Sunday, April 21, 2013

Granta 123 / Best of Young British Novelists 4 / Edited by John Freeman – review

Granta 123: Best of Young British Novelists 4. Edited by John Freeman – review

Granta's latest collection of emerging British writers is notable for its dominant tone of uprootedness and displacement

Tim Adams
Sunday 21 April 2013 13.00 BST

n his introduction to this 2013 class of emerging British novelists, Granta's American editor, John Freeman, suggests we live in "unreaderly times". Young writers, his argument goes – literary fiction being the only career in which youth is allowed to extend to 40 – need more help than ever before to win an audience. The list appears to bear out the observation. It is hard to imagine that any reader, bar Granta's team of judges, had previously engaged with the work of above half of the writers chosen – and it is slightly shaming then to see most arrive with several novels to their credit and already freighted with numerous prizes and awards.

Nadifa Mohamed, whose story is set in the military training camps of Mogadishu, Somalia.
Photograph: Andy Hall for the Observer

In contrast to previous Granta groupings, only Zadie Smith has claims to prior headline act status. It is, too, unfair to judge the choice, without going back to all the novels that produced it. Still, reading back to back the vividly crafted excerpts and stories, you are struck by a few things: first, the writers are defiantly, almost perversely, global in their reference points – stories are set in the military training camps of Mogadishu, Somalia (Nadifa Mohamed) and sheep stations of western Australia (Evie Wyld); on the building sites of Dubai (Tahmima Anam) and in a Chinese refugee centre in Lausanne, Switzerland (Xiaolu Guo) – so you search, mostly in vain, for any sense of what it might be like to be young and in Britain at the moment.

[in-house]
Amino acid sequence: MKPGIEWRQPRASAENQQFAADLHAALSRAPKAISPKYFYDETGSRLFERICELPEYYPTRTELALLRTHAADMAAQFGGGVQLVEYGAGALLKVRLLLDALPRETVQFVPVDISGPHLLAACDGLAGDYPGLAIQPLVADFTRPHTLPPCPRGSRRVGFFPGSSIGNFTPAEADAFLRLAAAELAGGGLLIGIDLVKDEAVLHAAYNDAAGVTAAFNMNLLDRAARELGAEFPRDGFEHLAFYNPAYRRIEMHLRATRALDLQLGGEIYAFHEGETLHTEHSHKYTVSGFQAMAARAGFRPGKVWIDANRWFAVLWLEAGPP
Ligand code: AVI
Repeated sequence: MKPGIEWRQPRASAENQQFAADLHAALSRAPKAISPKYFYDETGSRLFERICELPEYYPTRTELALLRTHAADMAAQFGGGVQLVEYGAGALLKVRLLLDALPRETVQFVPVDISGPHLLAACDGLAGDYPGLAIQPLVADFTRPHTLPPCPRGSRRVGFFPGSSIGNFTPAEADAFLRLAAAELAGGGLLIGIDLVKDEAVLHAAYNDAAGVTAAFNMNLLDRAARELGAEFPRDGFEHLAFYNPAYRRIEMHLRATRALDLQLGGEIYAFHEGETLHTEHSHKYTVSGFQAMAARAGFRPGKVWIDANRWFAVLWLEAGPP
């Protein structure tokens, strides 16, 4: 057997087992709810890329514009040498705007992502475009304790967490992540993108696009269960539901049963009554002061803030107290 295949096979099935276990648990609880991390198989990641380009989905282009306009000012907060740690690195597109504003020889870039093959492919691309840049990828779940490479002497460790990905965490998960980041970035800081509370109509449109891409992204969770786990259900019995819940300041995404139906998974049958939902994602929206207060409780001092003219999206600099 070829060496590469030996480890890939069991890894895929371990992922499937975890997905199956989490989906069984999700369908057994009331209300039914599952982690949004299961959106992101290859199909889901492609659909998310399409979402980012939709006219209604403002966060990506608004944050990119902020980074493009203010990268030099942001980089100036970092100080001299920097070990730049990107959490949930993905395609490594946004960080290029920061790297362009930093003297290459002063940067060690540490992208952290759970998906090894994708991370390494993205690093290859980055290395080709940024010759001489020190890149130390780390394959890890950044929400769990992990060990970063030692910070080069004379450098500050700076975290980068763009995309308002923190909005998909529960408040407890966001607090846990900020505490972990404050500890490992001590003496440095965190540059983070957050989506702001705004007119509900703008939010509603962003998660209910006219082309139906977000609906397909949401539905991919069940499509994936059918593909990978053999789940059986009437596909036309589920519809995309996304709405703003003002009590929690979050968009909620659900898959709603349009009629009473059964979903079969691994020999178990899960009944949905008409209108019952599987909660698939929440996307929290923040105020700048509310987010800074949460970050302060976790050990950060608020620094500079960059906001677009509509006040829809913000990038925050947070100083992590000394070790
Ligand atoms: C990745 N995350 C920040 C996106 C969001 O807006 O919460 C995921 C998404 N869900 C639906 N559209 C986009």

Zadie Smith
Poster by T.A.

Second, no one, gay or straight, seems to have much interest in writing about sex anymore; and third, comic intent or mischief is, as in most fiction chosen by diligent committee, in perilously short supply (with Naomi Alderman's likable story about the prophet Elijah in Hendon, London, an honourable exception). The dominant tone is of poignant uprootedness, anxious displacement. I guess one test of such a collection is, of the writers you'd never read, which made you immediately click on to an Amazon page, anxious to get hold what else they had published. One had that effect on me: Sunjeev Sahota, whose tale of recent Sikh immigrants in Yorkshire is magically observed.

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